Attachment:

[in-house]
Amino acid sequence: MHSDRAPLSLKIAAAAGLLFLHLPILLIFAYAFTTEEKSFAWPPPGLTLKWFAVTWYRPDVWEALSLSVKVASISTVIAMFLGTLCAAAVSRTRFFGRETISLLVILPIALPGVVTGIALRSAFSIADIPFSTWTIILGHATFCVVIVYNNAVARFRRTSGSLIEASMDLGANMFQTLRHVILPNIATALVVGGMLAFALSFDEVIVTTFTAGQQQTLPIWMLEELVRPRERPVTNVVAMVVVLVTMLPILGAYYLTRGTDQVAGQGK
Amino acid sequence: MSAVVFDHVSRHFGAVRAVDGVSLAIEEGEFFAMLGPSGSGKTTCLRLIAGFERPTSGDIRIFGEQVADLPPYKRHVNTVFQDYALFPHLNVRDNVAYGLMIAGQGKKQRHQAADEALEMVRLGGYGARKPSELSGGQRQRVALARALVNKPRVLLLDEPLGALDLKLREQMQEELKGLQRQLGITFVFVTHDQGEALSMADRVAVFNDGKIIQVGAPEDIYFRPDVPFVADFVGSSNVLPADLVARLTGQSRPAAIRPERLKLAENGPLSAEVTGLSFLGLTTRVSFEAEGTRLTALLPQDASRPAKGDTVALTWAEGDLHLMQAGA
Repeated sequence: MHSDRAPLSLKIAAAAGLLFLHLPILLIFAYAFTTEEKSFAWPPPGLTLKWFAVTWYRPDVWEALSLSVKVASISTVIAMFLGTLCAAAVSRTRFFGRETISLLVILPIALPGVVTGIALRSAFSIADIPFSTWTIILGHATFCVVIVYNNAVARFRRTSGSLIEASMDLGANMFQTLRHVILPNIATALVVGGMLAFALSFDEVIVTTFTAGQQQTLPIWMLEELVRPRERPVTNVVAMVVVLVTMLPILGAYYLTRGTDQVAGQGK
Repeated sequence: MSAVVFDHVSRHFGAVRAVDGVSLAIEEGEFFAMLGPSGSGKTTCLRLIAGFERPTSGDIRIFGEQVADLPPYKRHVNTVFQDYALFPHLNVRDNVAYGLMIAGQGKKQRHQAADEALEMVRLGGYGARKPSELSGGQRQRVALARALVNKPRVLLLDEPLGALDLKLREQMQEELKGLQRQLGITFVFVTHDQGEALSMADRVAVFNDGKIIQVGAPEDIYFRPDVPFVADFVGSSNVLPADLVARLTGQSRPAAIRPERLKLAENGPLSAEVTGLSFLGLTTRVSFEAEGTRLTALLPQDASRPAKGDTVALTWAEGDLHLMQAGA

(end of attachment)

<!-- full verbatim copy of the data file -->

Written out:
[in-house]
Amino acid sequence: MHSDRAPLSLKIAAAAGLLFLHLPILLIFAYAFTTEEKSFAWPPPGLTLKWFAVTWYRPDVWEALSLSVKVASISTVIAMFLGTLCAAAVSRTRFFGRETISLLVILPIALPGVVTGIALRSAFSIADIPFSTWTIILGHATFCVVIVYNNAVARFRRTSGSLIEASMDLGANMFQTLRHVILPNIATALVVGGMLAFALSFDEVIVTTFTAGQQQTLPIWMLEELVRPRERPVTNVVAMVVVLVTMLPILGAYYLTRGTDQVAGQGK
Amino acid sequence: MSAVVFDHVSRHFGAVRAVDGVSLAIEEGEFFAMLGPSGSGKTTCLRLIAGFERPTSGDIRIFGEQVADLPPYKRHVNTVFQDYALFPHLNVRDNVAYGLMIAGQGKKQRHQAADEALEMVRLGGYGARKPSELSGGQRQRVALARALVNKPRVLLLDEPLGALDLKLREQMQEELKGLQRQLGITFVFVTHDQGEALSMADRVAVFNDGKIIQVGAPEDIYFRPDVPFVADFVGSSNVLPADLVARLTGQSRPAAIRPERLKLAENGPLSAEVTGLSFLGLTTRVSFEAEGTRLTALLPQDASRPAKGDTVALTWAEGDLHLMQAGA
Repeated sequence: MHSDRAPLSLKIAAAAGLLFLHLPILLIFAYAFTTEEKSFAWPPPGLTLKWFAVTWYRPDVWEALSLSVKVASISTVIAMFLGTLCAAAVSRTRFFGRETISLLVILPIALPGVVTGIALRSAFSIADIPFSTWTIILGHATFCVVIVYNNAVARFRRTSGSLIEASMDLGANMFQTLRHVILPNIATALVVGGMLAFALSFDEVIVTTFTAGQQQTLPIWMLEELVRPRERPVTNVVAMVVVLVTMLPILGAYYLTRGTDQVAGQGK
Repeated sequence: MSAVVFDHVSRHFGAVRAVDGVSLAIEEGEFFAMLGPSGSGKTTCLRLIAGFERPTSGDIRIFGEQVADLPPYKRHVNTVFQDYALFPHLNVRDNVAYGLMIAGQGKKQRHQAADEALEMVRLGGYGARKPSELSGGQRQRVALARALVNKPRVLLLDEPLGALDLKLREQMQEELKGLQRQLGITFVFVTHDQGEALSMADRVAVFNDGKIIQVGAPEDIYFRPDVPFVADFVGSSNVLPADLVARLTGQSRPAAIRPERLKLAENGPLSAEVTGLSFLGLTTRVSFEAEGTRLTALLPQDASRPAKGDTVALTWAEGDLHLMQAGA